6. The last of the cases mentioned above is a Bench case by which I would be bound if it is applicable to the facts of the present case. I find, however, that it has no application to the facts of this case. What has been laid down in that decision is that the Court must stay its hand when it comes to the conclusion that no offence beyond the jurisdiction of the Panchayati Adalat has been established and must order a transfer to the Panchayati Adalat. It also lays down that the proceedings end with the judgment and that consequently before judgment is delivered, the power of transfer exists. In that case the charge was under Sections 147 and 323, I. P. C. The Court came to the conclusion that the offence under Section 147, I. P. C. was not proved but proceeded to convict under Section 323, I. P. C. This order of the trial Court was set aside and 'de nova' trial was ordered by the Panchayati Adalat.
7. In the present case judgment must be delivered and the Court cannot stay its hand because Bhallar is also an accused person and so long as he continues to be an accused, the Panchayati Adalat has no jurisdiction over the case. He can only cease to be an accused if judgment is delivered acquitting or discharging him. Thus, in the present case it was not possible for the Magistrate to hold its hand once he had come to the conclusion that Bhallar was not guilty. If the Magistrate had to deliver judgment, he could not deliver piecemeal judgment but had to dispose of the whole case. It is not possible for one Court to have jurisdiction over a part of the case and another Court to have jurisdiction over another part of the case when the offence is the same and depends upon the same facts and is said to be jointly committed by all the accused. In the present case, it was only after judgment had been delivered acquitting Bhallar that it could be said that there was no person accused of an offence who had been previously convicted. When the judgment has been delivered, the proceedings are at an end and there is nothing to transfer. Thus in the present case the order of the Magistrate was not beyond jurisdiction and cannot be set aside on that ground.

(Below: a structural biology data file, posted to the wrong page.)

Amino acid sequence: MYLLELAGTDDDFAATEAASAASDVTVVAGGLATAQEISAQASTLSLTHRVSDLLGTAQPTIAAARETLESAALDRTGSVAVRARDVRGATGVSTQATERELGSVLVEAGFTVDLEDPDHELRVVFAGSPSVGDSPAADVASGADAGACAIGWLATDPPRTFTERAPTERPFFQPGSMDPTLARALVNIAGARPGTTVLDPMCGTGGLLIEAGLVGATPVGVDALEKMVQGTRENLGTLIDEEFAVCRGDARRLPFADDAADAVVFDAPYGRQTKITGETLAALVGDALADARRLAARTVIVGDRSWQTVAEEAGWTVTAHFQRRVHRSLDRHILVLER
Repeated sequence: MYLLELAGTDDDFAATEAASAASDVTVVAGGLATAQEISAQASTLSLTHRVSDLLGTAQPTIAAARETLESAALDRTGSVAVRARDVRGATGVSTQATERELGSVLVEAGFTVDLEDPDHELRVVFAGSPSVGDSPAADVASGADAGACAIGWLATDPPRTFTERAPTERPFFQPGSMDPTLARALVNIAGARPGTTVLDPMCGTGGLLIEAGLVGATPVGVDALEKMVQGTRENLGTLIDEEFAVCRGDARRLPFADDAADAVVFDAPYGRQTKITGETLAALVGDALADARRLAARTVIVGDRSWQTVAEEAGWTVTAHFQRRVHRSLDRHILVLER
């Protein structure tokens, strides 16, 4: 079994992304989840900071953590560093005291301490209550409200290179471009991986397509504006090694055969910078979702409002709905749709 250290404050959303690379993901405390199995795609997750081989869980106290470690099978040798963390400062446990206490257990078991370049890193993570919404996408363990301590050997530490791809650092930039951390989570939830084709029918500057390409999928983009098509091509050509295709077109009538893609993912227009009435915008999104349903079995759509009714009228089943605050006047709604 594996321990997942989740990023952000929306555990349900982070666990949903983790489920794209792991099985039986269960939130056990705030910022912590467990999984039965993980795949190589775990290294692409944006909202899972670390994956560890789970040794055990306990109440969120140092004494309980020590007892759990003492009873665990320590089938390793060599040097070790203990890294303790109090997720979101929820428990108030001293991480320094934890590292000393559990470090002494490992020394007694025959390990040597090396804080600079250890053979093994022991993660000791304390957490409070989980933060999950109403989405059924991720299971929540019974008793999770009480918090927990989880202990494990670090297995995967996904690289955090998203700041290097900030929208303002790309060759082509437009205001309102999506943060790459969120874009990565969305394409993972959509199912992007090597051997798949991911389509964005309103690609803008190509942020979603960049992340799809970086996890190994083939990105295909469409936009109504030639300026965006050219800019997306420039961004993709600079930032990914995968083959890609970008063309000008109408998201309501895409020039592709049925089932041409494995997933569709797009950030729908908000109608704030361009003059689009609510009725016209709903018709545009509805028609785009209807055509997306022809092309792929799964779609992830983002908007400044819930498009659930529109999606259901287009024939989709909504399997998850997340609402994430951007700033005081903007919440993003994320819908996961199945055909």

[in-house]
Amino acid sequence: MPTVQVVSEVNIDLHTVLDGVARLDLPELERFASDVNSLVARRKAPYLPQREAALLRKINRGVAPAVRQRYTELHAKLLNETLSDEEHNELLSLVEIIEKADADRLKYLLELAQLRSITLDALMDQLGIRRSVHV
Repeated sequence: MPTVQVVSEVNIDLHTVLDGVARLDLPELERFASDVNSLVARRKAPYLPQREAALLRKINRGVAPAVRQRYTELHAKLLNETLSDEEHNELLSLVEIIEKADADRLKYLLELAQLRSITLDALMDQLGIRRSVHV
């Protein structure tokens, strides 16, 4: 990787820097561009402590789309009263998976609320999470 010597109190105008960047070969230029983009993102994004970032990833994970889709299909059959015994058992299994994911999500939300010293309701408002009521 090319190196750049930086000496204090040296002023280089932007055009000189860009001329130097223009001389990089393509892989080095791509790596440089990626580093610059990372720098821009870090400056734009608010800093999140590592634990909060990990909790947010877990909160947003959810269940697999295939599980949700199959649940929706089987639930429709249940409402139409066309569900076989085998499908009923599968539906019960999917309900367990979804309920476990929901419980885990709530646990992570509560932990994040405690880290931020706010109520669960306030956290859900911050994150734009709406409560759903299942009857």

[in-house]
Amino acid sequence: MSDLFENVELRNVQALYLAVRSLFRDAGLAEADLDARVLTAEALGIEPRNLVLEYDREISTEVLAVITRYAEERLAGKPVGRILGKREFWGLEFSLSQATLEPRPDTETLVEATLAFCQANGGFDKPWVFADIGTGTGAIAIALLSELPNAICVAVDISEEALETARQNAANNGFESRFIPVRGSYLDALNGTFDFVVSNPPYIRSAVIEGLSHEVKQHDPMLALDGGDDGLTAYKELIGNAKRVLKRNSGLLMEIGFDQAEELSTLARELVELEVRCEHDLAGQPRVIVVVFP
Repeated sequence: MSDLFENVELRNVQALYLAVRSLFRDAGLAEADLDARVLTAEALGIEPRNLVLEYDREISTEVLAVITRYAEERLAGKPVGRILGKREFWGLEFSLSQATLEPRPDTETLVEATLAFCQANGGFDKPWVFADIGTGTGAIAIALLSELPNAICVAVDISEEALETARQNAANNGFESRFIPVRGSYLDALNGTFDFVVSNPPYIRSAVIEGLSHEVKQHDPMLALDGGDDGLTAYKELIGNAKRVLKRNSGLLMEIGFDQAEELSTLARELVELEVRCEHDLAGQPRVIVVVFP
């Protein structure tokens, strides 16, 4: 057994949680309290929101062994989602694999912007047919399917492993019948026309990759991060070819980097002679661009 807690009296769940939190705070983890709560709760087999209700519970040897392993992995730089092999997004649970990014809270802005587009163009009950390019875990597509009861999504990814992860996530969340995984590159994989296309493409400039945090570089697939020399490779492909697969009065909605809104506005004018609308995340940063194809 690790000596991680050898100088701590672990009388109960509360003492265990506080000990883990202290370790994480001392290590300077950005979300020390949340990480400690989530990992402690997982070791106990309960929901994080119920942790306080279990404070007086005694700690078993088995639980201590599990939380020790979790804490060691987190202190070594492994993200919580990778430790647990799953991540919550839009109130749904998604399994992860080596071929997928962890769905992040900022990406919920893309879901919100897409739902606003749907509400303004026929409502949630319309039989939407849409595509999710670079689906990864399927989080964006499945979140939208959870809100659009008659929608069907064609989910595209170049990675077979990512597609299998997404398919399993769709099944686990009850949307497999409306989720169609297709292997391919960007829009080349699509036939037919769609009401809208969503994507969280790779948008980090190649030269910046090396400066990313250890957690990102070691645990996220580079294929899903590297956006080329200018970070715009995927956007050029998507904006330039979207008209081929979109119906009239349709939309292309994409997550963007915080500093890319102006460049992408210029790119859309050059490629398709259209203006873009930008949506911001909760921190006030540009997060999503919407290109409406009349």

8. It was contended that at any rate the evidence produced on behalf of the prosecution is unsatisfactory and that the witnesses were on hostile terms with the accused. Having considered the judgment of the trial Court I find that the Court has given good reasons for holding that no enmity is proved to have existed between the witnesses for the prosecution and the accused-applicant. In these circumstances I do not see any reason to interfere with the merits of the case.
9. I accordingly reject the reference and uphold the conviction of Gokaran and the sentence passed upon him.
10. On the last hearing because I thoughtthat the three persons who have been acquitted,namely, Birbal, Sahu and Bhallar might beaffected by my decision if I were to hold thatthe Magistrate had no jurisdiction to disposeof the case since in that eventuality the orderof acquittal of those three persons would alsobe 'ultra vires' I issued notice to them to showcause why the order of the Magistrate shouldnot be set aside. For the reasons that I havegiven above, I have come to the conclusion thatthe order of the Magistrate was not withoutjurisdiction. In these circumstances the acquittal of the three persons mentioned cannotbe set aside and I discharge the notice that Iissued.